I started to prepare vegetarian recipes about six years ago for my husband.  I tend to be very picky with my food, wasn’t used to eat vegetables… nothing green, red, well, it was easier to list what I ate that what I didn’t.  I started to prepare simple things, so I could eat them as well.  When he was out he started to go to vegetarian restaurants and one day came home with textured soy protein from the health food store.  He told me that he had tried it and it wasn’t so bad… maybe I could try it to vary the menus.

I had no idea what to do with that thing that looked like chicken food… all brown, dried and hard.  I left it on the pantry and forgot about it.  One day I went to a vegetarian restaurant with him and ordered some “soy pepper steak”, it wasn’t so bad -just like he said- but the texture of the soy was chewy and even though the sauce had flavor, the “soy things” did not.  I went to the area were I saw the waitress retrieving the food and there was a little kitchen and the cook was right there… so I took the opportunity to ask her how to prepare the textured soy protein.  She was very eager to tell me and started saying that it took some time, because the soy was supposed to be immersed in water for like a few hours, then needed to be drained and then cooked with the rest of the ingredients.  I thought to myself that it was a lot of trouble but I would try for my husband…  I don’t remember how long it took me to decide to look for the abandoned soy bag on the pantry, but I one day I did.

I’ve never been known for following rules, more so if related to following recipes.  I looked at the soy and remembered the tasteless and chewy texture of the “soy pepper steak”, somehow came to my mind the idea that if I soaked the soy in plain water for hours there was no way it could absorb any flavor afterwards… So I decided to make an experiment of my own:  I prepared a sofrito (onions, various kind of pepper, garlic, recao, and every other ingredient I liked and could think of to give that thing some flavor) and sauteed it with some olive oil.  Also added salt, pepper and other dried spices, then I added the dry soy to the mixture and pretended to brown it -just the way you would do with ground meat.  After a few minutes I added water, half a cup at a time, since I had no idea how much it would need to absorb.  Because I had no idea how long it would take and I’m also a little impatient I started to taste it pretty soon… and noticed that it was getting softer rather quickly… considering the few hours that that I was told it was supposed to be soaking etc.  To my amazement the soy was tender, moist and not chewy at all after only 15 minutes of adding the water and best of all… was flavorful.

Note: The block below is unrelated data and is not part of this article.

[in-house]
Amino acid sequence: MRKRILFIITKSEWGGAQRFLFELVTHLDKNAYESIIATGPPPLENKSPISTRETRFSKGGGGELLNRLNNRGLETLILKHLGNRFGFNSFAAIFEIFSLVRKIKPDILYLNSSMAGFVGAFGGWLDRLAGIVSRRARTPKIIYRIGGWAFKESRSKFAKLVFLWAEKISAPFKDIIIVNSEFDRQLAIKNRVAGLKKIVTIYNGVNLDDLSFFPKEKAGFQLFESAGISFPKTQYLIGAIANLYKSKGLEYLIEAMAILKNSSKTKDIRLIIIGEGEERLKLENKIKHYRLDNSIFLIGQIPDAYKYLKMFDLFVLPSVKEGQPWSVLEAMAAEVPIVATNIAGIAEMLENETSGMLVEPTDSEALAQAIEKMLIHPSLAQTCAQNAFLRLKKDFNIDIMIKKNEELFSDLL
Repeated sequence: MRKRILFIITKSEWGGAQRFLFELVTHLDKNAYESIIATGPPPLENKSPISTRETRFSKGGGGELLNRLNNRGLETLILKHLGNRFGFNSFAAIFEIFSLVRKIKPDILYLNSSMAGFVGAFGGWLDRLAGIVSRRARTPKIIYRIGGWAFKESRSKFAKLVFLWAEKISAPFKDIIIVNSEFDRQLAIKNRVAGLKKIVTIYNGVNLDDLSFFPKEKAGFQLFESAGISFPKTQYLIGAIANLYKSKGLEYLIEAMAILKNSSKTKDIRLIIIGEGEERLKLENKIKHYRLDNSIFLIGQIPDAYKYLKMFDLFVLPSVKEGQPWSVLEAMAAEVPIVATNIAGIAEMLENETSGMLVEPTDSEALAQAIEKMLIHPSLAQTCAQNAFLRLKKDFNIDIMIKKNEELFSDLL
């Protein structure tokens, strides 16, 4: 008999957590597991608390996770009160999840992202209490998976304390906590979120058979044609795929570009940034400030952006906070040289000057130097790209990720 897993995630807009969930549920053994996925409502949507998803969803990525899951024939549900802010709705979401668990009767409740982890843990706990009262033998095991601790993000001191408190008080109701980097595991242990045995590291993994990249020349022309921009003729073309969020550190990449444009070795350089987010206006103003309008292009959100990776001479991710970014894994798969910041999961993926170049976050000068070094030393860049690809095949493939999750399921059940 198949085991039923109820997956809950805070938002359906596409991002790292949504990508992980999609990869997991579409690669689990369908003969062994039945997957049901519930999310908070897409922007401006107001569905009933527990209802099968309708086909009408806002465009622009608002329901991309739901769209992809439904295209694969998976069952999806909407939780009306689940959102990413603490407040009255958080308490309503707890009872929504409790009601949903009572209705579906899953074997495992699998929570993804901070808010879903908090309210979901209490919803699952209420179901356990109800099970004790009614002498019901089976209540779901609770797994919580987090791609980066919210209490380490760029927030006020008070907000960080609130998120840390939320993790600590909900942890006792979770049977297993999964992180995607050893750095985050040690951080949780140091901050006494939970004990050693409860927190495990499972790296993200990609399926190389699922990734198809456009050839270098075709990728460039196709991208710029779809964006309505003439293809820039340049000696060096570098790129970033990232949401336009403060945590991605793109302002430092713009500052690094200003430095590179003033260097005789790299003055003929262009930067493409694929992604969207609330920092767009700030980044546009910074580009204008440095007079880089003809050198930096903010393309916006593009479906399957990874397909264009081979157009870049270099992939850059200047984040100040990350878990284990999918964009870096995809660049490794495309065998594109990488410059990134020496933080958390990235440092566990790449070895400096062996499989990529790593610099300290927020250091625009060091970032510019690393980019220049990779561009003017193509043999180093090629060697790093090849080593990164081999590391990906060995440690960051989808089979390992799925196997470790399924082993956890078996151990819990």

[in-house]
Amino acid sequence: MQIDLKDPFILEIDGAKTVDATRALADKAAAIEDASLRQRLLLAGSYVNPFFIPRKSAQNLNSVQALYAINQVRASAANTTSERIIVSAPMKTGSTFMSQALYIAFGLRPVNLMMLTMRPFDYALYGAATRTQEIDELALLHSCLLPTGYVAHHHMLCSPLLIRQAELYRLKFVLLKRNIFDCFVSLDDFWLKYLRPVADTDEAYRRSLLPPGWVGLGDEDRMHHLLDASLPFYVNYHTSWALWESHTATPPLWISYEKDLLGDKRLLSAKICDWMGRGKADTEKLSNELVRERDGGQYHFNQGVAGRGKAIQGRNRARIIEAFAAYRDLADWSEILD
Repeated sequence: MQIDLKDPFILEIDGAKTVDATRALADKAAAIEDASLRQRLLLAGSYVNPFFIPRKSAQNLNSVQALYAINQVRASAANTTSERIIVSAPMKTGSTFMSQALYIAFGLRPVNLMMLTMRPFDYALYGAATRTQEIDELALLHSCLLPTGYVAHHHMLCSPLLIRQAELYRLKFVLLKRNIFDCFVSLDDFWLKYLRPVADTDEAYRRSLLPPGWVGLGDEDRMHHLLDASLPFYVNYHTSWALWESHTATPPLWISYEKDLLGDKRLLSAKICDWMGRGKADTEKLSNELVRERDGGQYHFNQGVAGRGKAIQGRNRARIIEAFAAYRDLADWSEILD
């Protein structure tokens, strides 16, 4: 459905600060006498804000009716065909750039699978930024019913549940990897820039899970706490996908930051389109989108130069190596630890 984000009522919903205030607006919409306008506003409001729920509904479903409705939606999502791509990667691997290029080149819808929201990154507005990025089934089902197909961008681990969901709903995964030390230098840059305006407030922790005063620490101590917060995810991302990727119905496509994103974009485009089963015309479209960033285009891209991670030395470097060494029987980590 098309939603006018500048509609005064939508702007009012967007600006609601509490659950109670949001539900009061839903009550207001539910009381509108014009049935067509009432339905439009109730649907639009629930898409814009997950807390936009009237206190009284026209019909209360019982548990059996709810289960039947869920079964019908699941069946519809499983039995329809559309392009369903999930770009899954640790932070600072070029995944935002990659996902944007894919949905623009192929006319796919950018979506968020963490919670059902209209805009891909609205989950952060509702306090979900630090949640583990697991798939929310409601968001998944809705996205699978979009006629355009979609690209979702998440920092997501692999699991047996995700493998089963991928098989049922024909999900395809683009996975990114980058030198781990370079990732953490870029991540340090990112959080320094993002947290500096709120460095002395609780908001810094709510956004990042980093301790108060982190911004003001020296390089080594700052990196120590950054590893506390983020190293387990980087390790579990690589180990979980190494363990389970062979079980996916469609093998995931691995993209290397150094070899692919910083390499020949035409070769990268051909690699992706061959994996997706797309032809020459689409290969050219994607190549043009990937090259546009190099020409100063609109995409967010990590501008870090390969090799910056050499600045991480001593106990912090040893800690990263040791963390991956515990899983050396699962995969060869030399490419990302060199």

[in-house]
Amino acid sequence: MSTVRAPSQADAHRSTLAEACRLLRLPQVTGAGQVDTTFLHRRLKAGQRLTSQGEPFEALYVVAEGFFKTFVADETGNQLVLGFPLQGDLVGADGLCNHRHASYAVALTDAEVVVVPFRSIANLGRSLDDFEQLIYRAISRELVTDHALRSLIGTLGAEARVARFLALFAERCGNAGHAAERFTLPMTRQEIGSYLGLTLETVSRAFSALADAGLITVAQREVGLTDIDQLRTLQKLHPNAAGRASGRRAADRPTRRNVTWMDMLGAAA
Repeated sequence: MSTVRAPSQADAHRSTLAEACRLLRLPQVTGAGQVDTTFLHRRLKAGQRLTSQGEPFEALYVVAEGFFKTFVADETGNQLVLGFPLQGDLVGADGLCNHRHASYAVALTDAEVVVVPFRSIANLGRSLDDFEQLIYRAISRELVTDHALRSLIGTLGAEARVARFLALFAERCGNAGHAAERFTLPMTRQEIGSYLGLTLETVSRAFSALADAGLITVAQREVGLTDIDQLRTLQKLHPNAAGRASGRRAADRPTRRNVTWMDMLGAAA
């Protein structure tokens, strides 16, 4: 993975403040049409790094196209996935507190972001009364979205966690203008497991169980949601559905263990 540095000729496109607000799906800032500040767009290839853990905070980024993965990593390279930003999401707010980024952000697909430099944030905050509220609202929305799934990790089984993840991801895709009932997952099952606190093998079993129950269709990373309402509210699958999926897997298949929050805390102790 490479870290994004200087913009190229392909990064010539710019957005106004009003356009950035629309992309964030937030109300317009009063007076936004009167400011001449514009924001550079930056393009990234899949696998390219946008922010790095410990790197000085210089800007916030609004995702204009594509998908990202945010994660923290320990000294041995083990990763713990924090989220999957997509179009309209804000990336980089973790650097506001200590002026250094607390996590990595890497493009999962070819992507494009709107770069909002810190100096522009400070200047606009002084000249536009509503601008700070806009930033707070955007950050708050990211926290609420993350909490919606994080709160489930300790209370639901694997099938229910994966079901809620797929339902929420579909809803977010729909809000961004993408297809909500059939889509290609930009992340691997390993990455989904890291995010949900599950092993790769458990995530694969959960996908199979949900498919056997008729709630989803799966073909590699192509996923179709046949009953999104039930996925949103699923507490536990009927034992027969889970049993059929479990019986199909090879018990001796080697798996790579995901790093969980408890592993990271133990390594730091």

Since then I have prepared just like I used to prepare ground meat, also bought some bigger sized soy that resembles small pieces of pepper steak… I say that textured soy protein takes the flavor you tell it to… just the act of naming it converts it to anything, like adding garlic, vinegar and onions… you get what we call “steak with onions” and I have fooled quite a few people with it!!!  Just pick some ingredients that go well together and combine them with the texture and size of your preference and enjoy!!!

Soy has no fat, so you can add your favorite according to your diet or not use any at all… it’s all up to you.  Cooking for me should be enjoyable even if you are somehow restricted on the ingredients… so try to make the most of it.

Sizzlin’ hot soy chili

Prep time: 15 min. Cooking time: 30 min.


Two tablespoons olive oil

One medium onion, diced

One green bell pepper, diced

One yellow bell pepper, diced

Four cloves of garlic, finely minced

Ten “recao” leaves, finely chopped 

One small can of red peppers, diced

One can vegetable broth

Two cups of water

One small can tomato paste

One envelope Taco seasoning

Three cups textured soy protein

Two cans small beans

Tabasco sauce to taste

Salt to taste

Cooking Instructions

  1. In a medium pot heat the olive oil and sauté the onions and peppers until transparent.
  2. Add the garlic, “recao” and red peppers, sauté for a minute.
  3. Add the broth, water, tomato paste and seasoning and mix well.  Let it come to a boil.
  4. Add the textured soy protein and mix together until the all the soy looks moisten.  Lower the heat, cover and let simmer for five minutes.
  5. Add the beans and season to taste with tabasco and salt.  Check the consistence of the sauce, if you want it to have more liquid add water (if you add more water remember to taste again and add salt and tabasco if necessary).  Cover and let simmer again for ten more minutes.

You may add any kind of cheese if you prefer… enjoy with your favorite chips!!!

This recipe yields about ten cups of chili, I know its a lot, but I recommend to freeze the leftovers on individual portions so you can enjoy them later.  Also you can alway cut in half the amount on the ingredients.